Wisdom of the spider

The mornings have been cool and misty this week and I have noticed webs on the fence wires on more than one occasion. Within an hour or so the dew evaporates as the air warms. The breeze hastens and this dismantles the laborious work of the night before. I like the image below. I like the way in which the dark parts of each dew droplet are highlighted in the upper half of the photo and how the light parts of each droplet are highlighted in the lower part of the photo. I like the way in which the inner-most hub looks like a densely populated solar map, complete with sun and with six planetary objects and their associated moons. The business of constructing a web such as this is a fascinating one. It involves the formation of a simple infrastructure comprised of drop lines, a perimeter, and a series of spokes which radiate from the center. Once these elements are established the spider spins an auxiliary spiral of non-sticky threads from the inner hub to the perimeter of the web. The animal then turns and deposits a sticky, capture spiral, using the auxiliary spiral as scaffolding along which to negotiate the web and as a guide. Once the web is finished the spider travels about by moving along the radial threads and traversing the auxiliary spiral. Unwary prey are caught by the sticky elements of the capture spiral. As I thought about the cognitive power needed to carry out this sort of construction I wondered about the size and complexity of the brain of a spider. I was surprised to learn that, for their size, spiders have some of the largest brains of any organism we know. Workers at the Universidad de Costa Rica and at the Smithsonian Tropical Research Institute showed that the central nervous system of the smallest spiders occupy nearly 80% of their total body space, including 25% of the volume of the legs. They suspect that very little spiders might be mostly brain. Hallerโ€™s rule predicts that as body size goes down, the proportion of the body taken up by the brain increases. Human brains represent just 2-3% of body mass. The brains of some of the tiniest ants represent nearly 15% of their biomass, and some very small spiders are much smaller than ants. [The preceding facts were taken from a 2011 issue of Smithsonian Science.] Something called an encephalization quotient measures the ratio between actual brain mass and that predicted for an animal of a given size; it is thought by some to reflect cognitive ability or intelligence. By this measure, the Jumping Spider is recognized as having the highest EQ among invertebrate animals. Consider, for a moment, that the reason we are quick to marvel at the ability of a spider to create such a structure as intricate as a web is because we can’t imagine doing it ourselves, on whatever scale, within an hour, and at least once each day. Let alone creating the silk with which to build the construction, let alone determining whether a leaf or a tiny insect, or a dangerous wasp or a preferred prey item has encountered the web by sensing the vibrations which travel the signal line to highly sensitive legs. Marvel at that for a moment and then consider where you’d like to place the spider along the entirely fictitious Great Chain of Being!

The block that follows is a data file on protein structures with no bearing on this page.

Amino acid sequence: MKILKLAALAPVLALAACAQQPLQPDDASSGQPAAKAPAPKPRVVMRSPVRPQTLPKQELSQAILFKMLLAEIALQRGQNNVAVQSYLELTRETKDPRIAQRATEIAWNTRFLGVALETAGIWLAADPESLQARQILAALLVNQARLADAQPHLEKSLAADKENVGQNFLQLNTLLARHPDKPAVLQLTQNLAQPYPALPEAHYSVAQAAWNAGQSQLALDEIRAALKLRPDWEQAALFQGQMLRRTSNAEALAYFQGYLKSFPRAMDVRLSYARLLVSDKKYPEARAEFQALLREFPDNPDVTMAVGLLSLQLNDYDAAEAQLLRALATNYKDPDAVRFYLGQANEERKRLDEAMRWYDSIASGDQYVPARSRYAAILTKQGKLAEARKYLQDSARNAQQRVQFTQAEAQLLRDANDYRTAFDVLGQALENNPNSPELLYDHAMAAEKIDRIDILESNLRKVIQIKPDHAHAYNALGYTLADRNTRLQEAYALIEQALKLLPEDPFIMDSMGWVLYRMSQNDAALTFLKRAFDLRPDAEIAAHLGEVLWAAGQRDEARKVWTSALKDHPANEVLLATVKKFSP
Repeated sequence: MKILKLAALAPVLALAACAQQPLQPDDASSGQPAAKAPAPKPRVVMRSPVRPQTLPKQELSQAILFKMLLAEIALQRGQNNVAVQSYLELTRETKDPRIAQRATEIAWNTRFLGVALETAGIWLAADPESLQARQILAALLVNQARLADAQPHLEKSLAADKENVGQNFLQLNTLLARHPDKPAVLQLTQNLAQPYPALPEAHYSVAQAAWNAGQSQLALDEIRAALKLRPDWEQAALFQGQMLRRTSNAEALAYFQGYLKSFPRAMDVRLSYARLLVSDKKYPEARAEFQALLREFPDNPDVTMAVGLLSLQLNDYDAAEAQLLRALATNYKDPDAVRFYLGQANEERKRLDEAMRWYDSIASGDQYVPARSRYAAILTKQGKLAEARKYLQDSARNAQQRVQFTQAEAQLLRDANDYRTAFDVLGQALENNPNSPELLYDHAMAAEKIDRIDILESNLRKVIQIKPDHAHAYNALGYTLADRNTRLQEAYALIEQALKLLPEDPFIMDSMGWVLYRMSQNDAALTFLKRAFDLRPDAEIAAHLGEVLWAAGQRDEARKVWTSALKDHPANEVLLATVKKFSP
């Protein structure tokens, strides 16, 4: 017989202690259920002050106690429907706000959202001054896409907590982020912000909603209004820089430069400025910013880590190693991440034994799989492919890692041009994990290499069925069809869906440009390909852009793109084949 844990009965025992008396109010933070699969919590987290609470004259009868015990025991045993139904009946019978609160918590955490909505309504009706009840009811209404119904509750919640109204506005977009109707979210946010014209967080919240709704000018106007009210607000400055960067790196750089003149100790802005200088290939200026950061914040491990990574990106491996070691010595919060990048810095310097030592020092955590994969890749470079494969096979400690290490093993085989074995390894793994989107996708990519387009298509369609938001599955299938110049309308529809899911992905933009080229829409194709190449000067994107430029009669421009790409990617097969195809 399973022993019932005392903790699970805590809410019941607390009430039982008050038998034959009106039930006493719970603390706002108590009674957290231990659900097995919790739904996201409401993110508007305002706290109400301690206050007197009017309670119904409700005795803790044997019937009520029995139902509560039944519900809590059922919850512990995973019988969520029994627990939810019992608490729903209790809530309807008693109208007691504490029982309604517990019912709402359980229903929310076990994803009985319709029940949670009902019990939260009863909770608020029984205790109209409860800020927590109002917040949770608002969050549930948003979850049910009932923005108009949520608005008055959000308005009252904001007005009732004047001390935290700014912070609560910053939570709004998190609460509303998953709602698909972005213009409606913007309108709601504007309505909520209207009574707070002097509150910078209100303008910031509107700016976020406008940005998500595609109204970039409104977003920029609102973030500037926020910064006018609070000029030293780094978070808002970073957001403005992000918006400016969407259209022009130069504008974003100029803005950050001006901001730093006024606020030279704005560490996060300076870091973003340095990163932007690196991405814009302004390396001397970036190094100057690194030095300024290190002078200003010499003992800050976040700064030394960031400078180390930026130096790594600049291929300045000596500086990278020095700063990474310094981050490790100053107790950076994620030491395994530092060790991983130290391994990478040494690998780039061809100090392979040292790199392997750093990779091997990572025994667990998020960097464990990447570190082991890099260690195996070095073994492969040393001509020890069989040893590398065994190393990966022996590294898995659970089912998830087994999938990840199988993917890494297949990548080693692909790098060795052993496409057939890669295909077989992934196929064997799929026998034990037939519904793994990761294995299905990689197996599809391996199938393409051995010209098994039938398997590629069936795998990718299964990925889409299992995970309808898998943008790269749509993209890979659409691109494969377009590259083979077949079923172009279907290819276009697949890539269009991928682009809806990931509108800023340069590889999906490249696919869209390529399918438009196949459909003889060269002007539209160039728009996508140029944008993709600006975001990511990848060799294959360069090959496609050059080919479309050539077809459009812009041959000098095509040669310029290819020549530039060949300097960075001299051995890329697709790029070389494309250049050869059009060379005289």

24 thoughts on “Wisdom of the spider

  1. I’ve skimmed the comments as I’ve scrolled down to where I can write my own comment. I am intrigued by your point directly above, the response to Steve. I have a very long post in draft right now, on market writing, and as I’ve worked on it I can’t escape the feeling that we humans are very deeply tied to “the pressures of natural selection.” I think our so-called social and cultural evolution merely masks our more deeply buried human instincts, and this lack of awareness is to our detriment.

    I also wanted to mention that I appreciate the infusion of humility in the post, and the image is arresting.

    • Ah … the topic of human evolution. One of the most common questions that students ask me concerns current patterns of human evolution. I think you’ve cut-to-the-chase nicely when you suggest that social and cultural change have occupied our human stage for several hundred thousand years. I’m guessing that the forces of natural selection haven’t been ‘felt’ by our species for longer than that. What the future holds for our species, I cannot say. I have observed, however, that most of the difficulties that we have gotten ourselves into over the last several centuries do not reflect well on Homo sapiens as a species. Perhaps, in the long run, we will, in the ‘eyes’ of natural selection, be deemed unfit or maladapted. If that is the case, we will simply go extinct … just like that! Poof. D